“[Berry] gave me a very deep pep talk and was like, ‘Do you know how many white men in Hollywood get the opportunity to direct before who’ve never done it? And they say yes,’” Egbuonu continues. “She was like, ‘Our story needs to be told. And if I have to pull the full force of my management and my agency behind you and my production team behind you, so that you feel supported, you’re going to do this. Who better else to tell our stories than a Black woman?’ It took that encouragement from another Black woman for me to actually really believe in myself and be like ‘You can do this Oge.”
So, she began the nearly three-year process of researching the history of Black women in America — reading the works of Dr. Joy Angela DeGruy, Dr. Patricia Hill Collins, Dr, Melina Abdullah and Dr,. Ruha Benjamin — and later interviewing them for the project. Egbuonu says that writing, producing and directing the film had a profound effect on her.
“This experience served as a rebirth for me. It gave me permission to show up fully and authentically as myself,” she says. “It made me realize that I shrink myself so much for so many people to just fit in and to be liked, to make it feel like I’m not the ‘angry Black woman’ in meetings when I say I disagree with something. Even being in community with other Black women, I would see them as competition versus as a collaborative partner.”
“And in making this documentary, it opened my eyes into how these systems has been set into place for us to operate in that manner,” she continues. “When I really dug deep into the systems of oppression that’ve been set up for us to not only dislike ourselves but not like each other, when I did the deep research of understanding the labeling of Black women, when I did the research of just truly knowing what it means to be a Black woman in this country, it literally rearranged me in the most beautiful way.”
Egbuonu says she was moved the most by the 25 young women (who were between the ages of 5 and 22) she interviewed for the film.
“I couldn’t tell you how many times I cried on set. I was sitting there thinking when I was 11 and 7 and even 20, I was filled with so much self-hate. I’m 35 now, and I’m just learning how to love myself. I’m just accepting who I am,” she says. “But I’m just so inspired [by these young girls], that the pain and the hurt that we have that has been passed on from our elders, it stops with us. Because with them, they’re just so inspired and they question everything that they’ve been told to be true, which I think is such a beautiful thing.”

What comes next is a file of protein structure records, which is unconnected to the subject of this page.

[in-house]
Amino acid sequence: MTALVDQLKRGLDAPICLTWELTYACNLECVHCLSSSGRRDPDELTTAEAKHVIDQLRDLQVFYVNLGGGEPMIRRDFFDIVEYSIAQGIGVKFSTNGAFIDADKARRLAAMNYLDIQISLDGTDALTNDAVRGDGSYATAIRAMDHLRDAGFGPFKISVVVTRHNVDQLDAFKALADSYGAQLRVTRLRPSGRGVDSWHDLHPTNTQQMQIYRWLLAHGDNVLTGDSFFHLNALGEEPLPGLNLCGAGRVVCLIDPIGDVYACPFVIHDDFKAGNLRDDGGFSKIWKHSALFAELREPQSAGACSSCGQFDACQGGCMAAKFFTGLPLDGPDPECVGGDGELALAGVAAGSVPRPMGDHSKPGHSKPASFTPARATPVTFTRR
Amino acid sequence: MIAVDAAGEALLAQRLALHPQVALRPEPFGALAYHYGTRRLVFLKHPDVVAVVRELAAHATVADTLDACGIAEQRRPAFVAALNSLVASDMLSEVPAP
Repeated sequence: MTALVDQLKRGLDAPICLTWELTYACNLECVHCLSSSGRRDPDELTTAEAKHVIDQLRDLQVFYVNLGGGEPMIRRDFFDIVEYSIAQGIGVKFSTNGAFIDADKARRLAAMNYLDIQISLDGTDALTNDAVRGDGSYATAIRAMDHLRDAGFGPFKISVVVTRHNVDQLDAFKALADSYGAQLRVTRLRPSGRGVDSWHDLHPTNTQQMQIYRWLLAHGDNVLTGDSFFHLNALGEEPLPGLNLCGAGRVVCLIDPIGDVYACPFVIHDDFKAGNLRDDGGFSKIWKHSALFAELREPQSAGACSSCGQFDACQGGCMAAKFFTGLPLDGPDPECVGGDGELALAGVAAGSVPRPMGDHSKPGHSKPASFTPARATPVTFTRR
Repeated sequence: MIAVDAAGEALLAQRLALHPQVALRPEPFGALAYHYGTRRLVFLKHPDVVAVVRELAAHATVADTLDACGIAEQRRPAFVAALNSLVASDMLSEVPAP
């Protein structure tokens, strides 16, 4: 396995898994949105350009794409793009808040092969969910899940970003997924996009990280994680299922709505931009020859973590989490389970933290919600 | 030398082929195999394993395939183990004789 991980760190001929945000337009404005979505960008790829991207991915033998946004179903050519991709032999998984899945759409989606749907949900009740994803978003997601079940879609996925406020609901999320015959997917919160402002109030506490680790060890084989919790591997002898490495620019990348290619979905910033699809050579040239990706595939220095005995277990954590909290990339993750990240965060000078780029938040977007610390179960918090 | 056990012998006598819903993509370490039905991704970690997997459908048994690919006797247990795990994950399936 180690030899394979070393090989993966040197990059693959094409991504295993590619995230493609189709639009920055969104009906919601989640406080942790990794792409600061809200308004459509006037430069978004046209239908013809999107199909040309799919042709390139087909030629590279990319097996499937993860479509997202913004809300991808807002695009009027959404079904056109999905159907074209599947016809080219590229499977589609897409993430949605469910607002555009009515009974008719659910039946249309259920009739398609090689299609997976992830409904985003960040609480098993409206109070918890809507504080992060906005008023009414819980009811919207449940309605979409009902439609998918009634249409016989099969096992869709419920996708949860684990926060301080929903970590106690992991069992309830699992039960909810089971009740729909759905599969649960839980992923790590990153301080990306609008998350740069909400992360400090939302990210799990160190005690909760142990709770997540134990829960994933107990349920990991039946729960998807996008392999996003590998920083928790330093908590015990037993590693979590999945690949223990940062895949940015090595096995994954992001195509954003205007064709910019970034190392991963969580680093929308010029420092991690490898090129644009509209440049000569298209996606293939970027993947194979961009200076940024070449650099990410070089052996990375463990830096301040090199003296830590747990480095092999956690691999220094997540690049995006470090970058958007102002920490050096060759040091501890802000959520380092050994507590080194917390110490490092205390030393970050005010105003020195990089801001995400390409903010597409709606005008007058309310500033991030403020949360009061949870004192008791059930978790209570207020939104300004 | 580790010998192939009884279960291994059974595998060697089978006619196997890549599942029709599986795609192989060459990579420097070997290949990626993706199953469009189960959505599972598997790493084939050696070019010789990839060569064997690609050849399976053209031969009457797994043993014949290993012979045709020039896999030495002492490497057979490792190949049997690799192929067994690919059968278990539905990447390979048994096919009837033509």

And when Egbuonu asked them to name a Black woman who inspires them — whether it be their mother, a teacher, an author or an astronaut — she says, “without fail every one said Beyoncé.”
“Outside of saying their mothers and their sisters, they said SZA, they said Willow [Smith], they said Rihanna,” she says. “They said the people that they know through pop culture.”
And, honestly, Egbuonu has been inspired by Queen Bey too.
“I’m from Houston, Texas and I’ve been riding with her career from day one, when people didn’t know who Destiny’s Child was. I feel that she’s stepping into and embodying her full potential,” Egbuonu says.
“And the second person is [“I May Destroy You” creator] Michaela Coel. I think that she is so wise and that she’s so brave and she pushes the envelope in creating what’s possible and not just creating things,” she says. “That’s the same thing that I live by; the things that I create, I want to be beyond entertainment. I want it to educate and empower. And I think that the things that Michaela creates, do just that.”
“(In)Visible Portraits” is available on Vimeo on Demand and the Bentonville Film Festival runs from Aug. 10-16.